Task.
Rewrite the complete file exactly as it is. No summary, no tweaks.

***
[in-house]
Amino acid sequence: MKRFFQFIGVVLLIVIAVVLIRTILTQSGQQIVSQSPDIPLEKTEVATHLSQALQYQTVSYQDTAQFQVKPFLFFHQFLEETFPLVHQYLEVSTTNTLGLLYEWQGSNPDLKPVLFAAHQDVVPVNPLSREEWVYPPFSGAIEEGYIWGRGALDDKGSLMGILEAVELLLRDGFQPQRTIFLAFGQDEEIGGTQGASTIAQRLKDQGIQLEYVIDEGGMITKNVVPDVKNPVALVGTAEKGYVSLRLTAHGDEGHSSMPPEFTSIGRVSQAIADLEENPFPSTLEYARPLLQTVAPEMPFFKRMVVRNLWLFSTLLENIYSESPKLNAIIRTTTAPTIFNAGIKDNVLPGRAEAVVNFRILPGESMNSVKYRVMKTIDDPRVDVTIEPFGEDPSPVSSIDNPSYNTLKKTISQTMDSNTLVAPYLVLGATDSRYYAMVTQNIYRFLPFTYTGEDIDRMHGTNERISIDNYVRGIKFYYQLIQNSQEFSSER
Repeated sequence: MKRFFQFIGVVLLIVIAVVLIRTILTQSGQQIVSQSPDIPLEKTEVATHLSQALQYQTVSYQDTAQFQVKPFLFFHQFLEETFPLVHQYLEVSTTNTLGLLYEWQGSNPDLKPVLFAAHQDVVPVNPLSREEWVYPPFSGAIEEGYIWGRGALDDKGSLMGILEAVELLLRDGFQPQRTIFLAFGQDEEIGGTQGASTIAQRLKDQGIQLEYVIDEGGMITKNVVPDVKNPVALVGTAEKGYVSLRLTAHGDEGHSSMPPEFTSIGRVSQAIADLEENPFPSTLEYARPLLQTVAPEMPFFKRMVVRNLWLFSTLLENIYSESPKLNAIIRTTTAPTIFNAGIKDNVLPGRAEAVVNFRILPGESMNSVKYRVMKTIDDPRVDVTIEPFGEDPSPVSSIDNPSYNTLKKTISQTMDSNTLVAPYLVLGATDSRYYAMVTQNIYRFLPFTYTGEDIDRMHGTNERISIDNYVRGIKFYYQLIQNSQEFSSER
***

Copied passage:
[in-house]
Amino acid sequence: MKRFFQFIGVVLLIVIAVVLIRTILTQSGQQIVSQSPDIPLEKTEVATHLSQALQYQTVSYQDTAQFQVKPFLFFHQFLEETFPLVHQYLEVSTTNTLGLLYEWQGSNPDLKPVLFAAHQDVVPVNPLSREEWVYPPFSGAIEEGYIWGRGALDDKGSLMGILEAVELLLRDGFQPQRTIFLAFGQDEEIGGTQGASTIAQRLKDQGIQLEYVIDEGGMITKNVVPDVKNPVALVGTAEKGYVSLRLTAHGDEGHSSMPPEFTSIGRVSQAIADLEENPFPSTLEYARPLLQTVAPEMPFFKRMVVRNLWLFSTLLENIYSESPKLNAIIRTTTAPTIFNAGIKDNVLPGRAEAVVNFRILPGESMNSVKYRVMKTIDDPRVDVTIEPFGEDPSPVSSIDNPSYNTLKKTISQTMDSNTLVAPYLVLGATDSRYYAMVTQNIYRFLPFTYTGEDIDRMHGTNERISIDNYVRGIKFYYQLIQNSQEFSSER
Repeated sequence: MKRFFQFIGVVLLIVIAVVLIRTILTQSGQQIVSQSPDIPLEKTEVATHLSQALQYQTVSYQDTAQFQVKPFLFFHQFLEETFPLVHQYLEVSTTNTLGLLYEWQGSNPDLKPVLFAAHQDVVPVNPLSREEWVYPPFSGAIEEGYIWGRGALDDKGSLMGILEAVELLLRDGFQPQRTIFLAFGQDEEIGGTQGASTIAQRLKDQGIQLEYVIDEGGMITKNVVPDVKNPVALVGTAEKGYVSLRLTAHGDEGHSSMPPEFTSIGRVSQAIADLEENPFPSTLEYARPLLQTVAPEMPFFKRMVVRNLWLFSTLLENIYSESPKLNAIIRTTTAPTIFNAGIKDNVLPGRAEAVVNFRILPGESMNSVKYRVMKTIDDPRVDVTIEPFGEDPSPVSSIDNPSYNTLKKTISQTMDSNTLVAPYLVLGATDSRYYAMVTQNIYRFLPFTYTGEDIDRMHGTNERISIDNYVRGIKFYYQLIQNSQEFSSER